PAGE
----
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Mechanical gun Arcade games had existed in England since the turn of the 20th century.

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Cinematic shooting gallery Arcade games enjoyed short-lived popularity in several parts of Britain during the 1910s, and often had safari animals as targets, with footage recorded from British imperial colonies.

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Mechanical maze games appeared in penny arcades by the mid-20th century; they only allowed the player to manipulate the entire maze, unlike later maze video games which allowed the player to manipulate individual elements within a maze.

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Beyond this, pinball machines drew the younger generation to the Arcade games, making morally-concerned elders across the generation gap fear what the youth were doing and considering the machines "tools of the devil", furthering these bans.

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Some early electro-mechanical Arcade games were designed not for commercial purposes but to demonstrate the state of technology at public expositions, such as Nimatron in 1940 or Bertie the Brain in 1950.

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These games overlapped with the introduction of arcade video games, and in some cases, were prototypical of the experiences that arcade video games offered.

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Arcades had previously been dominated by jukeboxes, before a new wave of EM arcade games emerged that were able to generate significant earnings for arcade operators.

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Periscope revived the novelty game business, and established a "realistic" or "audio-visual" category of Arcade games, using advanced special effects to provide a simulation experience.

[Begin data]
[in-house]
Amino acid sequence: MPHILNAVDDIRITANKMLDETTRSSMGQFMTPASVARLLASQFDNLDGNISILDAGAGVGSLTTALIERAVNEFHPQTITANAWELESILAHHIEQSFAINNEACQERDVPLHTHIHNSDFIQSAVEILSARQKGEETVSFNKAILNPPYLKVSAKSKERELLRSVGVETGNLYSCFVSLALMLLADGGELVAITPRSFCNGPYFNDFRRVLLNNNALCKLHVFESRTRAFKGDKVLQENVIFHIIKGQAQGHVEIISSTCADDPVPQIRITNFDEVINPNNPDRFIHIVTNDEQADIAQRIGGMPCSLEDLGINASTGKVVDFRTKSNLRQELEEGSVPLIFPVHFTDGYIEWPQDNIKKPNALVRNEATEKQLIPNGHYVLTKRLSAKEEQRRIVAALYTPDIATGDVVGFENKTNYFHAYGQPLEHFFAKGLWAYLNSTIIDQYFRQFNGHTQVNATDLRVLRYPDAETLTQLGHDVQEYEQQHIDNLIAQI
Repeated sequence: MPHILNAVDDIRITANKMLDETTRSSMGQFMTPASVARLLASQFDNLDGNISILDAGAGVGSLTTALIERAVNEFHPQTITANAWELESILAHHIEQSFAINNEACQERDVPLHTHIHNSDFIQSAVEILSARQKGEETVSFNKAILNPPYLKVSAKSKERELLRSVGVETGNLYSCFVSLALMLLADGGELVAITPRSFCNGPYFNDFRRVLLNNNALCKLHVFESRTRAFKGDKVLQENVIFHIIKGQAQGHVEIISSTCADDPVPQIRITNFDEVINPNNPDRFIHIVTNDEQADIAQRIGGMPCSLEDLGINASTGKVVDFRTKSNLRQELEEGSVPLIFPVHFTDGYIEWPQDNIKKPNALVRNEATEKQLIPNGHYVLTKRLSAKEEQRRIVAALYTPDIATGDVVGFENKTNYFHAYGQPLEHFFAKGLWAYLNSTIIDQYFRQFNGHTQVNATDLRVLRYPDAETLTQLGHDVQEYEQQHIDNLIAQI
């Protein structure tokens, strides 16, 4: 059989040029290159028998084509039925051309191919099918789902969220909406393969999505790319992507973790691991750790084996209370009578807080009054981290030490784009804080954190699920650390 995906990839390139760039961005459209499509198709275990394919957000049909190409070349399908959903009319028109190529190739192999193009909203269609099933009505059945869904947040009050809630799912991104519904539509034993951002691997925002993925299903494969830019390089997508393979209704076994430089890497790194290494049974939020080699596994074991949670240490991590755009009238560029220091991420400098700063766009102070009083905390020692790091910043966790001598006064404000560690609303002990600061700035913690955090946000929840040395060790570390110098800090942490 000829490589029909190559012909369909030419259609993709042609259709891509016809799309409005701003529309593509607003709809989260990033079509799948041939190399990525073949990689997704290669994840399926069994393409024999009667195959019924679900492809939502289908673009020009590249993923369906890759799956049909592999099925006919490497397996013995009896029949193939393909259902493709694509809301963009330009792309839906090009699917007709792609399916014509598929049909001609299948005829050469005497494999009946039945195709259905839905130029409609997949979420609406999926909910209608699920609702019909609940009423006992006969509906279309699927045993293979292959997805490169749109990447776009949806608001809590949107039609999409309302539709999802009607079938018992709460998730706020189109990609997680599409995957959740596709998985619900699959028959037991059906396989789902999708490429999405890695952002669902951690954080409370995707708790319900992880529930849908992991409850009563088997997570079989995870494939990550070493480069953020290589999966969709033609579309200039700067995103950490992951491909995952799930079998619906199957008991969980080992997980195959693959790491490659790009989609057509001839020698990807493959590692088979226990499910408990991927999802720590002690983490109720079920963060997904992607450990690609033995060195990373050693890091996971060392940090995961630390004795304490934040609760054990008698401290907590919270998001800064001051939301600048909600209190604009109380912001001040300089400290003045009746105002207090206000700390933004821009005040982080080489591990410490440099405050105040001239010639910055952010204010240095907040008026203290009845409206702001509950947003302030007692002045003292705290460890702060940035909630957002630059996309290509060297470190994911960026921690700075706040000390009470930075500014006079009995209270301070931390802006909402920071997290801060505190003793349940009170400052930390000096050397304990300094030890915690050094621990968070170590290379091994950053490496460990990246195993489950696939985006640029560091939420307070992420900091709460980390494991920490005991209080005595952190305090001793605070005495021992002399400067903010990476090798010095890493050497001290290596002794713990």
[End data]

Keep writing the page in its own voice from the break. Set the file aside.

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These "audio-visual" games were selling in large quantities that had not been approached by most arcade machines in years.

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In Japan, EM Arcade games remained more popular than video Arcade games up until the late 1970s.

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EM games eventually declined following the arrival of Space Invaders and the golden age of arcade video games in the late 1970s.

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Several EM games that appeared in the 1970s have remained popular in arcades through to the present day, notably air hockey, whac-a-mole and medal games.

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Medal Arcade games started becoming popular with Sega's Harness Racing, Nintendo's EVR Race (1975) and Aruze's The Derby Vf (1975).

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Arcade video games declined in the Western world during the 2000s, with most arcades serving highly specialized experiences that cannot be replicated in the home, including lines of pinball and other arcade games, coupled with other entertainment options such as restaurants or bars.

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Arcade games had remained popular in Asian regions until around the late 2010s as popularity began to wane; when once there were around 26, 000 arcades in Japan in 1986, there were only about 4, 000 in 2019.